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Lab Pack Disposal 102: Regulation and Safety – What Can Go Wrong?

February 10, 2015

Hazardous Waste and School Laboratories: the Lab Pack Connection

For schools and universities looking to dispose of their lab packs at the end of the year or semester, concerns may arise on the best and safest practices. This is wise when you take into consideration that the improper storage and disposal (or, more to the point, non-disposal) of lab pack chemicals can mean serious health hazards, hefty fines, and possibly legal action.

Typically, academic campuses are not thought of as being hazardous waste generators—and while university research laboratories only account for a small percentage of the hazardous waste produced each year in the United States—they are not exempt from such classification by the Environmental Protection Agency (EPA).

School and university labs can generate thousands of different hazardous chemicals, and these chemicals are all considered waste, even if only as a result of going unused. Dealing with these dangerous chemicals is not only a concern of safety, but also of regulation and law.

Related Article: Lab Pack Disposal 101: Schools and Universities

RCRA, CERCLA and Lab Packs

Laboratory chemicals and their generators are subject to two main EPA regulatory acts.

  • The Resource Conservation and Recovery Act (RCRA) requires generators, including those in educational field, to properly dispose of all chemical waste in a timely manner.
  • The CERCLA or “Superfund” Act of 1980, promulgates that generators must cleanup any waste dumps—regardless of the propriety of their practices during generation.

The EPA recommends lab packing as the only safe and compliant method of removing chemical waste from academic laboratories.

It is also wise to note that the Occupation Health and Safety Administration (OSHA) and the Department of Transportation (DOT) also have their own regulation governing the safe handling and shipment of hazardous chemical waste.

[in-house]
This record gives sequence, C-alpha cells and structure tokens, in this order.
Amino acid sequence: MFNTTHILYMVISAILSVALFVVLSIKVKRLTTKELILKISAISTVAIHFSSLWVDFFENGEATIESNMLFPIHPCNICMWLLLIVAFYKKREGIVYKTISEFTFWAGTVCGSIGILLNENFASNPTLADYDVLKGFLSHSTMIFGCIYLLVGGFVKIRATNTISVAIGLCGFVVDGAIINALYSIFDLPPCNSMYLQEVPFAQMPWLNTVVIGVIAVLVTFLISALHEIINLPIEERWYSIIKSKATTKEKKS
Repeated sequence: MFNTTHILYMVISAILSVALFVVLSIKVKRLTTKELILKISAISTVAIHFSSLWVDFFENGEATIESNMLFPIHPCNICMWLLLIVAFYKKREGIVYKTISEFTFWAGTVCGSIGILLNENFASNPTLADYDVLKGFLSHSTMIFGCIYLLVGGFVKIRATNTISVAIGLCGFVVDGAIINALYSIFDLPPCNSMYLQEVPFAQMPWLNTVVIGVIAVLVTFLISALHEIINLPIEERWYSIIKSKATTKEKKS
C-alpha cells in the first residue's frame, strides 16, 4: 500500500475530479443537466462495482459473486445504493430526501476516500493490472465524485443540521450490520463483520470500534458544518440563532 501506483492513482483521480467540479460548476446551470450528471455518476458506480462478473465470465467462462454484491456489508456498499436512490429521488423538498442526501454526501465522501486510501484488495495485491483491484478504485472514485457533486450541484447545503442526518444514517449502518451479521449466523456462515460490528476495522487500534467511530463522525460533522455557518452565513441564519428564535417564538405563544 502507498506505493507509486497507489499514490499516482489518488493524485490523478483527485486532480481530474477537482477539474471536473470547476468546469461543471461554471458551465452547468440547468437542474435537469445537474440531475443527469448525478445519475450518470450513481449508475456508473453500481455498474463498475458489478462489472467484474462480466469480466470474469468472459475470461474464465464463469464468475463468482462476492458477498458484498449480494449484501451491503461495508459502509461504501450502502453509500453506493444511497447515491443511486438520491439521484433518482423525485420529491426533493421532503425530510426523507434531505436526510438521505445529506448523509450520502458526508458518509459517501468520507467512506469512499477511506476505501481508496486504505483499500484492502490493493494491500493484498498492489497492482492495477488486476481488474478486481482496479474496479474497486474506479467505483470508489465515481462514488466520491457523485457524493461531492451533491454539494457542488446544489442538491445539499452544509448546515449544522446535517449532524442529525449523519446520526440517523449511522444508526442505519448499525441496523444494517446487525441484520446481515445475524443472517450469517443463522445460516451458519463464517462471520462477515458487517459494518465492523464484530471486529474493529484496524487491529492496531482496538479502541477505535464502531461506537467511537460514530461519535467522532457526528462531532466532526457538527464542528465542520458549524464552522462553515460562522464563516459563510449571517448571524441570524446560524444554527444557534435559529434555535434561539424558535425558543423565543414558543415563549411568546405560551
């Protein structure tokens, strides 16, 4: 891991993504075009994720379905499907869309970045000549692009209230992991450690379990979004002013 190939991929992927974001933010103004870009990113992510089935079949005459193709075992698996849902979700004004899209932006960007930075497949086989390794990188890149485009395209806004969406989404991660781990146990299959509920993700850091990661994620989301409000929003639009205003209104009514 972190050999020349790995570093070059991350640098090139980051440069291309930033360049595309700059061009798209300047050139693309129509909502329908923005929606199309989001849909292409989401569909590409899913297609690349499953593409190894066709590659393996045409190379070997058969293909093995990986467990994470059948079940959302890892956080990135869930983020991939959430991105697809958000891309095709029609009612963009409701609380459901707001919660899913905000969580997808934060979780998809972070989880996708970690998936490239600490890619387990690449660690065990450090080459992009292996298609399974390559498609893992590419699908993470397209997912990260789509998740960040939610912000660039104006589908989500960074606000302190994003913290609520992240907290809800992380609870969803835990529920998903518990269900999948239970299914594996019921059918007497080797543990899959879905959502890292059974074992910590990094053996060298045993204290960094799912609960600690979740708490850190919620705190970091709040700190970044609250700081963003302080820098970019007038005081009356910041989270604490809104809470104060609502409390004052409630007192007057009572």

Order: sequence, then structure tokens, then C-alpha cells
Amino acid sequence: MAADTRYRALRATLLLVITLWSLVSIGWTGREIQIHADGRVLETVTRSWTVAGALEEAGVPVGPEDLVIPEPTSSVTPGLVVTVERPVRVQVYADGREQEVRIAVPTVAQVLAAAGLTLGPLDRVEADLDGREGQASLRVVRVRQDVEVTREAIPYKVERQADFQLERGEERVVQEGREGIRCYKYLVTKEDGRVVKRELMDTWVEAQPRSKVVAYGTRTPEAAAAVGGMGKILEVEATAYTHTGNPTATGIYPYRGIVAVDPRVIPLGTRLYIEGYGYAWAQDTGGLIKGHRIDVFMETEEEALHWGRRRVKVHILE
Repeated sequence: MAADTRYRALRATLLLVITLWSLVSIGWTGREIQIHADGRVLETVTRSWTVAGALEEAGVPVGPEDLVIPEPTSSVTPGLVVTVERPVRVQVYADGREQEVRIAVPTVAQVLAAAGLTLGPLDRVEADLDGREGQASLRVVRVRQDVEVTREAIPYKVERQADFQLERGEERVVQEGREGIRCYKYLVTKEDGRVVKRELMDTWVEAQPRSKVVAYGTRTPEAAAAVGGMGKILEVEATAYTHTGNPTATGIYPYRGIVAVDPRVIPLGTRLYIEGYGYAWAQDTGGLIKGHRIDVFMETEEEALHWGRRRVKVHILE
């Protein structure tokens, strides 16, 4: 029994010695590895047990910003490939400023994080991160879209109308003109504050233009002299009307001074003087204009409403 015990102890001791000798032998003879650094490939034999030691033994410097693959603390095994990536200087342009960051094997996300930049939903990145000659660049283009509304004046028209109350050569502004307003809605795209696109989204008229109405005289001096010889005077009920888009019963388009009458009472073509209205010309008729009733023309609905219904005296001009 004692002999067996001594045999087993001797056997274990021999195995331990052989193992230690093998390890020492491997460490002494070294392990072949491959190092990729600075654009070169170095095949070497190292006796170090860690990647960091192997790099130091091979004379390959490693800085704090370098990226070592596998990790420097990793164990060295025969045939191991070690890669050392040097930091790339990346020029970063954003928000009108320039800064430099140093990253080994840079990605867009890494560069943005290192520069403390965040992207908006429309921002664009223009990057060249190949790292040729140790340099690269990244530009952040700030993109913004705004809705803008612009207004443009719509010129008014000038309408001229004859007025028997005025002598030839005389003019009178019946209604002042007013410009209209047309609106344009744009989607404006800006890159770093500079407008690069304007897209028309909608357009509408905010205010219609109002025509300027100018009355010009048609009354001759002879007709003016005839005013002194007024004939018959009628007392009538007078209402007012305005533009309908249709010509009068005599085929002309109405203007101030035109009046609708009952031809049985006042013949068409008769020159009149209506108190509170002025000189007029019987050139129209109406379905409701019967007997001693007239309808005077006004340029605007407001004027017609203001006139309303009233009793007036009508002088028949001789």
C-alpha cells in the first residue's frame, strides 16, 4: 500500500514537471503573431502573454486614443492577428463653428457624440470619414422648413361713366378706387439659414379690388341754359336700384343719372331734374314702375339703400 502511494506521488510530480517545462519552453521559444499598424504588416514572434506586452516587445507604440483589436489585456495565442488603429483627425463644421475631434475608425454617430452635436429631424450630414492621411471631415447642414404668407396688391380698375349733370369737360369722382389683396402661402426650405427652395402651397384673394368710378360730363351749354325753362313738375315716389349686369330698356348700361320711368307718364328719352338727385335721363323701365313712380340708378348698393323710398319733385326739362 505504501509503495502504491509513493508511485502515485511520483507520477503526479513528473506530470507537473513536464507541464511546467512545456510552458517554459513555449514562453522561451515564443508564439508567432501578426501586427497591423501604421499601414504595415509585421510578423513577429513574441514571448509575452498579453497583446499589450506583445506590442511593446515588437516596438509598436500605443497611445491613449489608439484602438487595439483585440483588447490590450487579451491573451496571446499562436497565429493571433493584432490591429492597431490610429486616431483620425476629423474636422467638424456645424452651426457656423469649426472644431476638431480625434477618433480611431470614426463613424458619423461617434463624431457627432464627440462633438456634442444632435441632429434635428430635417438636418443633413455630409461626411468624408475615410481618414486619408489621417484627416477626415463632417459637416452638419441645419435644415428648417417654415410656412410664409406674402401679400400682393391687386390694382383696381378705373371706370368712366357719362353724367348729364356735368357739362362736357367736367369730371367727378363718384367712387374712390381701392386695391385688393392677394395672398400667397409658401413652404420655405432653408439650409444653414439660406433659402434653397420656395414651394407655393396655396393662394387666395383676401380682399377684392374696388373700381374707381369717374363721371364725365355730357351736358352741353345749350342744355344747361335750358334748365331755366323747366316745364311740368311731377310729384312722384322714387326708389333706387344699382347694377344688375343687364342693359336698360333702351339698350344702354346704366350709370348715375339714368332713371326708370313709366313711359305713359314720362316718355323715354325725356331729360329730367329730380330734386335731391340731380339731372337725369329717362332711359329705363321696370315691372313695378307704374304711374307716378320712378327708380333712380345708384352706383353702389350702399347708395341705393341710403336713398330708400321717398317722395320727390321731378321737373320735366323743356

A Cautionary Tale of Three Universities: MIT, Yale, and Stanford

Legislation isn’t just an empty threat, either. Surprise inspections by federal or state agencies can occur at any time, no matter the type or size of generator. In 1998, the EPA conducted an inspection on the Cambridge campus of the Massachusetts Institute of Technology (MIT) and found violations in 56 of the 114 laboratories inside the prestigious university. Storing, handling, and labeling regulations of chemical waste were mostly the cause of these citations, but MIT was also given a violation for a lax spill response plan.

The school was cited several chemical waste-related violations—including transgressions against RCRA, the Clean Water Act, and the Clean Air Act—totaling $150,000 in fines. Luckily, no one was hurt from these potentially life-threatening violations, which could have resulted in criminal, not only civil, proceedings.

However, this inspection prompted MIT to initiate broad-ranging environmental and safety reforms, from the creation of training modules on handling chemical waste to increasing their use of recycled paper to 95%. But the fact remains that this mishap could have been prevented.

Similarly, other preventable laboratory chemical violations have occurred more recently at Yale and Stanford University, including citations for

  • improper storage,
  • mislabeled waste,
  • a lack of training chemical waste management training,
  • open containers of waste,
  • and mercury dumping.

Learning From Their Mistakes

Much can be learned from the mistakes of these generators. Training plays a crucial role in dealing with hazardous chemicals, and can go a long way in ensuring safety on campus and compliance with the law.

And the improper disposal of toxic chemicals, such as mercury, and storing out-of-date chemicals can be easily remedied by an experienced and trustworthy lab packing company.

The presence of trained chemists and an expedient cleanup crew during the lab pack can ensure that these chemicals will be treated to the EPA’s regulations, and also that no potentially-dangerous chemical reactions will occur in the process as well.

This article is the 2nd installment of a four-part series on chemical lab packing in academic facilities. If you would like more information on lab decommissioning in an educational setting, please refer our other articles:

Lab Pack Disposal 101: Schools and Universities

Lab Pack Disposal 103: Choosing the Best Lab Pack Company

Lab Pack Disposal 104: Should Your University Opt-In To Subpart K?

Don’t wait until it’s too late to properly deal with your school or university’s lab pack chemicals, prompt disposal is key. If you would like to learn more about the lab packing process, call us at 800-936-2311 or click here to email us.

Photo credit: Velovotee via compfight

Disposal of hazardous waste doesn’t have to be painful.